ASVAB AFQT For Dummies
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When preparing for the ASVAB AFQT, you may benefit by changing the way you study. First, ask yourself the following question: "Do I learn more quickly by hearing something, seeing something, or doing something."

If you learn better by hearing, you are an auditory learner; if you learn better by seeing, you are a visual learner; and if you learn better by doing, you are a tactile learner. If you still aren't sure which type of learner you are, the following information should help.

Auditory learners—learning by hearing

Here are some characteristics of auditory learners:
  • They prefer to hear information.
  • They have difficulty following written directions.
  • They have difficulty with reading and writing.
  • They may not look the speaker in the eye; instead, they may turn their eyes away so they can focus more on listening.

If you're an auditory learner, keep in mind the following study suggestions:

  • Listen to readings and lectures on CDs or online recordings (when available).
  • Participate in discussions, ask questions, and repeat given information.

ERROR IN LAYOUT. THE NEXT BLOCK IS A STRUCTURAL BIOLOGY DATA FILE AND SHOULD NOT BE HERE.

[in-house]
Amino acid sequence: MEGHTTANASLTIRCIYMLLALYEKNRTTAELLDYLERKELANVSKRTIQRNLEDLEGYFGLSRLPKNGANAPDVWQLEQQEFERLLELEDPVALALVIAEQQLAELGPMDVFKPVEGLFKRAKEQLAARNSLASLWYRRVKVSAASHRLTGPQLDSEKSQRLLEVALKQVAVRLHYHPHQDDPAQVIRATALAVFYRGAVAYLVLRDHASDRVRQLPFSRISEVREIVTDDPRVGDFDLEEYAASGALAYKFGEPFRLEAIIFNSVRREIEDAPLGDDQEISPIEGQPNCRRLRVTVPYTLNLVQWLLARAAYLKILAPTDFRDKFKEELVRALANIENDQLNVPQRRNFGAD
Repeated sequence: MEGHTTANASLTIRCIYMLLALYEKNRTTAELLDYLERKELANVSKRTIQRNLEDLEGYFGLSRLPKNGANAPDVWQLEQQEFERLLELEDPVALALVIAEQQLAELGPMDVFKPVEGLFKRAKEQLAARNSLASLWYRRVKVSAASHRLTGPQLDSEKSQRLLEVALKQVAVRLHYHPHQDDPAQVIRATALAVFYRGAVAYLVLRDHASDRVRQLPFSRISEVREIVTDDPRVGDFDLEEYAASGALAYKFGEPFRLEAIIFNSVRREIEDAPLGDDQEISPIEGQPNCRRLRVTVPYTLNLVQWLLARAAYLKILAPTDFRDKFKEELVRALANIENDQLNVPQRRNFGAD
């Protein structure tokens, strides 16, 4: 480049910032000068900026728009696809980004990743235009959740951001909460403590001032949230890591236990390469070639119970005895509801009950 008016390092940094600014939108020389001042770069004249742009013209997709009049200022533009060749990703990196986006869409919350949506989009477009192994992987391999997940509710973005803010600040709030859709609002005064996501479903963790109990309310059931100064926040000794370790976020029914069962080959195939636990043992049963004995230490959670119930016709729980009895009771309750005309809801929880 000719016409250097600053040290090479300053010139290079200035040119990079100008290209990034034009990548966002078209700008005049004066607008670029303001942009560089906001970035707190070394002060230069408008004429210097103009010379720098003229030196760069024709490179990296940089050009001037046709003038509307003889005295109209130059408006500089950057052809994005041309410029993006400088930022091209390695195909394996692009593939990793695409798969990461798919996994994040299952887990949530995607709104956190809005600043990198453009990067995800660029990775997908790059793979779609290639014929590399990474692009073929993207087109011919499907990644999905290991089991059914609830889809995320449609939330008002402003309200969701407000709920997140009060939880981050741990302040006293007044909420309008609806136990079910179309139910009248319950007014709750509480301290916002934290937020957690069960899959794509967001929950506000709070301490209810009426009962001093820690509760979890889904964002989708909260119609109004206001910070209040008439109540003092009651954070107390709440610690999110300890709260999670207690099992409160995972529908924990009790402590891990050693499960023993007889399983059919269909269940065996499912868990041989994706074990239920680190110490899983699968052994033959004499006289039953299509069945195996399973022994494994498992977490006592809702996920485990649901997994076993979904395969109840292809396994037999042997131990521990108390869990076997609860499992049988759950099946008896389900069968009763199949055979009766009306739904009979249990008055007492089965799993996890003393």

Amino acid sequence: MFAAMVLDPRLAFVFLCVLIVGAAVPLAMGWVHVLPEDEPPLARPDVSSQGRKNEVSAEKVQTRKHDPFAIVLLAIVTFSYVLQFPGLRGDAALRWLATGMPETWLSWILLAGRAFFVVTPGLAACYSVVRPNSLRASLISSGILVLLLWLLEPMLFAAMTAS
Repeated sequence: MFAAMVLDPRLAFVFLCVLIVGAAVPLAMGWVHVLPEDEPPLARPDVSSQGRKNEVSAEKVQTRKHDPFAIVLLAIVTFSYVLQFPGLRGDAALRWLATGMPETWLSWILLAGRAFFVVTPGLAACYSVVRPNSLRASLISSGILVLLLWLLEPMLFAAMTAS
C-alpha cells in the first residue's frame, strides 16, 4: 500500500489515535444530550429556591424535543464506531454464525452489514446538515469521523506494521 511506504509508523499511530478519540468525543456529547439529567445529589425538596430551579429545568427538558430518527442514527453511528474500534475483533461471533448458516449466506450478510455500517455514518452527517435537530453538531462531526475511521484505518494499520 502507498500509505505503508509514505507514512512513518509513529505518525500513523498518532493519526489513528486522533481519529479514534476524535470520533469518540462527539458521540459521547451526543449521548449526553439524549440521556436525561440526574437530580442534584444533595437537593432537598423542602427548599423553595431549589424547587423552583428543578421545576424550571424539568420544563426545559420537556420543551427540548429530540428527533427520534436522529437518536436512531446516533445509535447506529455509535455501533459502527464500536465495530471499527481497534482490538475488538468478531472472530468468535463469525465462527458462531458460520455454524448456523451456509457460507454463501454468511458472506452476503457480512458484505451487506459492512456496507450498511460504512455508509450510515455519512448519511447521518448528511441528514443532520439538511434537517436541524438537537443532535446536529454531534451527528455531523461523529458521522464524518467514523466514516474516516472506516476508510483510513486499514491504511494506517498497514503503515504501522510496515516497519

• Summarize or paraphrase written material and record the information.
  • Discuss the material with someone else.

Visual learners—learning by seeing

Visual learners share the following characteristics:
  • They need to see it to learn it; they must have a mental picture.
  • They have artistic ability.
  • They have difficulty with spoken directions.
  • They find sounds distracting.
  • They have trouble following lectures.
  • They may misinterpret words.

If you're a visual learner, follow these suggestions:

  • Use visuals (graphics, films, slides, illustrations, doodles, charts, notes, and flashcards) to reinforce learning.
  • Use multicolored highlighters or pens to organize your notes.
  • Write down directions.
  • Visualize words, phrases, and sentences to be memorized.
  • Write everything down; review often.

Tactile learners—learning by touching

Here are some characteristics of tactile learners:
  • They prefer hands-on learning or training.
  • They can often put objects together without the directions.
  • They have difficulty sitting still.
  • They learn better when they can get involved.
  • They may be coordinated and have athletic ability.

If you're a tactile learner, try the following strategies:

  • Make a model, do lab work, role-play, "be the ball."
  • Take frequent breaks.
  • Copy letters and words to learn how to spell and remember facts.
  • Use a computer to study as much as possible.
  • Write facts and figures over and over.
  • Read and walk, talk and walk, repeat and walk.

About This Article

This article is from the book:

About the book authors:

Angie Papple Johnston joined the U.S. Army in 2006 as a CBRN specialist. Currently, she's the CBRN noncommissioned officer-in-charge of an aviation battalion in Washington, D.C. Rod Powers served more than 20 years in the U.S. Air Force and retired as a first sergeant.

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